New York Mayor Bill de Blasio presents himself as a champion of the technology industry. The industry says he’s trying to smother progress one app at a time.
The mayor’s plan to require Uber Technologies Inc., Lyft Inc. and other ride-hailing services to get city approval for upgrades to the user interface on smartphone apps — and to pony up $1,000 each time they do — has rankled a broad swath of companies, with 27 signing a letter protesting his plan. It’s also raised questions about whether the mayor is siding with taxi and limousine owners who helped finance his 2013 campaign.
Put more clearly: If Bill de Blasio gets his way, a series of apps that are produced and used voluntarily will have to receive the permission of the state before they can be voluntarily updated within a voluntary marketplace and delivered to those who volunteer to install them.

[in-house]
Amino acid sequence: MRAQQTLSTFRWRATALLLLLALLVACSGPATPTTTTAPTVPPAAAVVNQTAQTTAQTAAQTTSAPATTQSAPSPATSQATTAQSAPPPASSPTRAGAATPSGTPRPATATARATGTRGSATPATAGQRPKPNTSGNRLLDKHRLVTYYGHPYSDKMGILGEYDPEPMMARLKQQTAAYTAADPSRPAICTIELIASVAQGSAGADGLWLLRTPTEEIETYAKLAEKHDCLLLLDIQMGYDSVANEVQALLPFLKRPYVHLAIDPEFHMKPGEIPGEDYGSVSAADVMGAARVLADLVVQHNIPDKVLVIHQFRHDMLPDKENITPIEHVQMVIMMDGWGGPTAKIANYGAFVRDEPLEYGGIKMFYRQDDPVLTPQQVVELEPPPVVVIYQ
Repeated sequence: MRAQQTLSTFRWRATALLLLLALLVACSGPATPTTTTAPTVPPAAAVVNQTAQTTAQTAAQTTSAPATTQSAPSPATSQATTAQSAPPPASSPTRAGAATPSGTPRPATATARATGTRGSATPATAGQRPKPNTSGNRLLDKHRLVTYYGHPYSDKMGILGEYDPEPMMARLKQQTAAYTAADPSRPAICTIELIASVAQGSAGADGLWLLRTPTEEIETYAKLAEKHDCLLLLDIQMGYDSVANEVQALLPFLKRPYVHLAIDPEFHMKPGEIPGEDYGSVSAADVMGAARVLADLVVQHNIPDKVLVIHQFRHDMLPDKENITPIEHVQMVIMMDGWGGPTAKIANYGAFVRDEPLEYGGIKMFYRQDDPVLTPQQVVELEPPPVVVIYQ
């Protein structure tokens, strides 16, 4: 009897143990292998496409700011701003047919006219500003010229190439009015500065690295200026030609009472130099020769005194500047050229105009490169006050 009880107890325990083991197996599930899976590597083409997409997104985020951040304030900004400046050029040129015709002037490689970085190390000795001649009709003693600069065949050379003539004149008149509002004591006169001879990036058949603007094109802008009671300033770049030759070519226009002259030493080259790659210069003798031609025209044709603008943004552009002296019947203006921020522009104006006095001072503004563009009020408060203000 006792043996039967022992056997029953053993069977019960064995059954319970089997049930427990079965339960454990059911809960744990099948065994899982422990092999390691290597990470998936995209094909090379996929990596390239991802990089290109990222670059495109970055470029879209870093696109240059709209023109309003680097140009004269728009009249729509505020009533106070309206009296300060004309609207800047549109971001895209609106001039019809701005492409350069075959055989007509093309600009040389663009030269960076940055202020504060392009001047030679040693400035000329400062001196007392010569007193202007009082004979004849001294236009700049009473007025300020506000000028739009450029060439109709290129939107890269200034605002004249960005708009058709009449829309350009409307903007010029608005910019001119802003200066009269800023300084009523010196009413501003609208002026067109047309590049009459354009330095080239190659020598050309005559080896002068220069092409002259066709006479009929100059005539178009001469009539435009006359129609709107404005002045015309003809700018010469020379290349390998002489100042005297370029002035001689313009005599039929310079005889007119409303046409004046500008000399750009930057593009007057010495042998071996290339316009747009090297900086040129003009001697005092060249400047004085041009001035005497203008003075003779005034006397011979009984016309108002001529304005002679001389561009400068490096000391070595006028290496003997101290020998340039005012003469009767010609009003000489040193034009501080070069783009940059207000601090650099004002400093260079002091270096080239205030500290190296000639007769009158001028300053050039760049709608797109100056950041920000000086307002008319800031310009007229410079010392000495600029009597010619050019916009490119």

I’ve said this before and I’ll say it again: The Bill de Blasios of the world are now The Man; the Ubers and Lyfts of the world are the rebels. We now have a clear choice as to how our future will look: Will it resemble the taxi commissions and the labor unions and the government departments that were founded in the 1930s, or will it resemble Silicon Valley? de Blasio’s clear answer is “the former, please.”
As Uber itself notes, this is especially odd given that de Blasio styles himself as a champion of progress:
“Companies like Uber are making New York City’s transportation system more progressive by giving drivers a new way to earn a better living, eliminating discriminatory hailing and allowing New Yorkers to get a ride in every borough,” Uber spokesman Matt Wing said in a statement. “Instead of encouraging this progress, these draft rules threaten the options NYC riders and drivers have come to rely on.”
Indeed so. Because at its root political progressivism is not about innovation; it’s about control.